Odeon Carlton

18 Carlton Street,
Toronto, ON M5B

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Odeon Carlton

The Odeon Toronto opened 9th September 1949 with the North American Premiere of the Rank Organisation’s production of “Oliver Twist”, directed by David Lean and starring Robert Newton & Alec Guinness. British film stars Patricia Roc and Trevor Howard attended ‘in person’. It was described as the “Showplace of the Dominion”. It was an enormous theatre with two spacious lobbies on the main floor and another one on the balcony level. Up the magnificent staircase at the first landing was a restaurant overlooking the lower level. It was equipped with a Hillgreen-Lane 3Manual/19Ranks organ which was opened by Al Bollington.

It was part of the Odeon building which housed the offices of Odeon Theatres Canada. It’s name was changed to the Odeon Carlton in 1956, and it premiered some of the biggest films of the day. For years it showed reserved seat roadshow films such as “Lawrence of Arabia” and “Oliver”. It also was home of James Bond movies for several years and even had a few Cinerama movies starting with “It’s a Mad, Mad, Mad, Mad World” in 1963.

Sadly, in later years it could no longer attract the big crowds and it’s last attraction before closing in 1973 was “White Lighting”. It was offered to the city of Toronto for one dollar as a performing arts centre, but they passed saying it didn’t have enough room for a backstage area. It was a real loss for movie lovers and for the city of Toronto.

It was demolished later that year and replaced with an apartment building. Ironically, next door Cineplex Odeon opened a nine-screen art house, also called the Carlton, so the name still lives on.

Contributed by Tim Elliott

Recent comments (view all 20 comments)

Torontonian on January 28, 2010 at 12:28 pm

The Odeon Carlton was managed by Victor Neow and he was a
three-time Quigley award winner. One time he had the
technical students at Ryerson Institute build a scale
model of the bridge featured in the film Bridge on the
River Kwai. It filled half the lobby!

Another time, Victor had James Bond’s Aston Martin for
several weeks in the lobby. That really drew in the

The beginning of the end of the Carlton was when Victor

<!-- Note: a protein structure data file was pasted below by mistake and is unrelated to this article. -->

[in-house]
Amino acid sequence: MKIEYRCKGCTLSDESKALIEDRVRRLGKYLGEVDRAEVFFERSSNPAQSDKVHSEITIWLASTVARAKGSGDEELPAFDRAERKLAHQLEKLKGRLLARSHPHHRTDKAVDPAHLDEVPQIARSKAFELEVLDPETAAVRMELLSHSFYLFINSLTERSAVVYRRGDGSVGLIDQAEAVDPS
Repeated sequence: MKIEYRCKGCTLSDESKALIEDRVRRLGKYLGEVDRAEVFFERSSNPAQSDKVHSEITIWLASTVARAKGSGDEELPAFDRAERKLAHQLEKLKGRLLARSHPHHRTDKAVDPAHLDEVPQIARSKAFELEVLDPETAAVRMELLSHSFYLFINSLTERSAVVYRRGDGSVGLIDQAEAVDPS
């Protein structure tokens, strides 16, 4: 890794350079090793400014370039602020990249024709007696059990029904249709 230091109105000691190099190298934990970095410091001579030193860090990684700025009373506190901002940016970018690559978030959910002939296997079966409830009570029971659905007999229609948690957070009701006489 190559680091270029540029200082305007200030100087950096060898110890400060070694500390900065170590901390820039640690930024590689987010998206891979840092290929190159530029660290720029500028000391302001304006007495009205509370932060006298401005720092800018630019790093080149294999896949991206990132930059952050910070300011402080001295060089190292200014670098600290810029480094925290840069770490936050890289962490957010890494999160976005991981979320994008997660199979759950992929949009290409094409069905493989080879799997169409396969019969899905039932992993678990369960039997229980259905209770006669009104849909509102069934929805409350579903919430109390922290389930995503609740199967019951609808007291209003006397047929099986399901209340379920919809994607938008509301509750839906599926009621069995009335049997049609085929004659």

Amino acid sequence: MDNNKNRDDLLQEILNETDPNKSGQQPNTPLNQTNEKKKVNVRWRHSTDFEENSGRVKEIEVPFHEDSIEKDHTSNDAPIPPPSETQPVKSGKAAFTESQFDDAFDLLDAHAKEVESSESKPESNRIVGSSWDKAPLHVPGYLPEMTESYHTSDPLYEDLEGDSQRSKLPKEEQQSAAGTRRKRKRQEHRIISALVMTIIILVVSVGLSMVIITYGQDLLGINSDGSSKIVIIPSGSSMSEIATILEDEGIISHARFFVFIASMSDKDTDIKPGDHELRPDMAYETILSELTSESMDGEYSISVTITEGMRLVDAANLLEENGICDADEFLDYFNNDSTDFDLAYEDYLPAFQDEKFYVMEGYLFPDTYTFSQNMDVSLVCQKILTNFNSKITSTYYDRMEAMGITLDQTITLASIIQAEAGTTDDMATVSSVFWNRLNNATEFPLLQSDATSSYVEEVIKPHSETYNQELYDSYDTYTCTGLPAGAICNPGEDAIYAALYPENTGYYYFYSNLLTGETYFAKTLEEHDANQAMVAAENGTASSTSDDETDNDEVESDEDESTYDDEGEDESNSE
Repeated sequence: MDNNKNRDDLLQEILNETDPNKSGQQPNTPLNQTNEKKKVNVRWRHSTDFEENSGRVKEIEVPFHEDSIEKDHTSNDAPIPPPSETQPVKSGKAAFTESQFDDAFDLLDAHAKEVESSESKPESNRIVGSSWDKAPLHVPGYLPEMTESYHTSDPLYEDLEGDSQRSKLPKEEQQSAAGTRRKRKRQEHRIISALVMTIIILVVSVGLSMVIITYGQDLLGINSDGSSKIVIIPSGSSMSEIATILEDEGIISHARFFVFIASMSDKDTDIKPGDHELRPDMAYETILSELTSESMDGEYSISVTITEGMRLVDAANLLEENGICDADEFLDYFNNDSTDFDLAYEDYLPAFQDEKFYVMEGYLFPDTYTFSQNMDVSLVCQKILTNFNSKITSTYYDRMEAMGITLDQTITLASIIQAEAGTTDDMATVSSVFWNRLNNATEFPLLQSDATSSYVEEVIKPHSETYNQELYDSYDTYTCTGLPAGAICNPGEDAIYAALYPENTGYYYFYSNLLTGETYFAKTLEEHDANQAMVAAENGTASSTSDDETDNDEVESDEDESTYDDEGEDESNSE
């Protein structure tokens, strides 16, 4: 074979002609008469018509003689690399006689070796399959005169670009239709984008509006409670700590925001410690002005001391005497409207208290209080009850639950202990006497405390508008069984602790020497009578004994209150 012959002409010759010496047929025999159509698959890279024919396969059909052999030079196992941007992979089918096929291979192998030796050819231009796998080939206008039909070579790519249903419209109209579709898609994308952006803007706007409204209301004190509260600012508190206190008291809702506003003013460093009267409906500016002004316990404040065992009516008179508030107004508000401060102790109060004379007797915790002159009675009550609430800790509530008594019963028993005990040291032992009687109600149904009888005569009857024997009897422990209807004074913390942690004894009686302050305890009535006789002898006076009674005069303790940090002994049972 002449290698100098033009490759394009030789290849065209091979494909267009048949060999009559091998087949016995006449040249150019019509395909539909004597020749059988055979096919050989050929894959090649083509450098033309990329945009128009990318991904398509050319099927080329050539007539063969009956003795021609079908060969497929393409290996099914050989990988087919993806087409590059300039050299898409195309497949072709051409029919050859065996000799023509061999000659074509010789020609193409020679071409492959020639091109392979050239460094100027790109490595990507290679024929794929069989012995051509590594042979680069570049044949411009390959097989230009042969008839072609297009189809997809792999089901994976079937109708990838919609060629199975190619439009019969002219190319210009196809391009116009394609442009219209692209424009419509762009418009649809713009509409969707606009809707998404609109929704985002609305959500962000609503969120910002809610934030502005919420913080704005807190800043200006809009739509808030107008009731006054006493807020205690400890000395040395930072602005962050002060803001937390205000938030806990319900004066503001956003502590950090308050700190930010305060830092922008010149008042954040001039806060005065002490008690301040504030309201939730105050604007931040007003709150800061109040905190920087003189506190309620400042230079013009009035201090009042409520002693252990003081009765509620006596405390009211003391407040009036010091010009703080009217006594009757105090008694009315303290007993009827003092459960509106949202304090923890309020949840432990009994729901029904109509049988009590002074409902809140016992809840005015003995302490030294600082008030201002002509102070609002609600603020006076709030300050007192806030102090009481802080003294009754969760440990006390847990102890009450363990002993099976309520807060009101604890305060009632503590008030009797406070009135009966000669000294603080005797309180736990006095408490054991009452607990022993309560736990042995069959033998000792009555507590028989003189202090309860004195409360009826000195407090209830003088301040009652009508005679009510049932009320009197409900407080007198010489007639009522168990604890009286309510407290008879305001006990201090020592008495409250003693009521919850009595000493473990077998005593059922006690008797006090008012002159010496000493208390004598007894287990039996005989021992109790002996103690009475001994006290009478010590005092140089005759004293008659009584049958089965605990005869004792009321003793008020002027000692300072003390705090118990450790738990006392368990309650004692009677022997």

Neow disagreed about the ticket pricing of Oliver by
Sir Carol Reed. He wanted it to be priced like Disney
movies of the day (children $.50, anytime). Odeon
thought differently. It wanted reserved seats at
$2.00 and $2.50. The film didn’t do well probably
because if it were a birthday treat for a child, it
could be a financial burden.

Victor Neow resigned soon after that affair and went
on to write a book about the films of Joan Crawford.

From that time onward, the Carlton died a slow death
showing less than first-run box office smash hits.

telliott on March 6, 2010 at 4:40 pm

I don’t agree with your statement that the Oscar winning film “Oliver!” didn’t do well simply because it was released as a reserved seat, roadshow engagement all over, not just Toronto and not just because Odeon didn’t agree with the pricing. After it’s run at the Carlton, it moved over to the Odeon Danforth where it ran for many more months, so I wouldn’t say that “it didn’t do well”.

Torontonian on March 6, 2010 at 4:55 pm

The Carlton took in about $10 to 15,000 per week during the Oliver
run. During most other weeks with other films the take was in
the $40,000 range. The Bond films were in excess of $50,000.

The Carlton’s house nut was $25,000.

Other theatre managers of the day like H Taylor, C Bolton and
B Goodwin all agree that the pricing structure was a great

The Odeon Danforth is a much smaller venue and the house nut
is reduced to about 12,500 per week (in those days).

kencmcintyre on March 25, 2010 at 5:42 pm

There was an article about the Carlton in Boxoffice, May 1958:

kingswaytheatre on August 31, 2010 at 6:55 pm

The Humber Cinema will re-open Oct 29th 2010!
www.humbermovies.com – The site will be up soon.
More info coming soon! If only we could bring back the Odeon Carlton too!

AJOHMSS on January 12, 2011 at 2:03 pm

Found this picture of the Carlton at City of Toronto archives.
This is a very good view of the marquee.

View link

rivest266 on January 6, 2012 at 4:53 pm

September 9th, 1949 grand opening ad has been posted in the photo section.

DavidZornig on April 22, 2015 at 9:02 pm

1963 photo added courtesy of Mike T. Cancemi.

Mike_Blakemore on April 23, 2015 at 3:48 am

Hmm. Its amazing how great buildings are replaced by total mediocrity

rivest266 on May 20, 2017 at 3:11 pm

A major article about this cinema (En Français) can be found in the November 1948 issue of the Architecture-bâtiment-construction. http://collections.banq.qc.ca/ark:/52327/2673612

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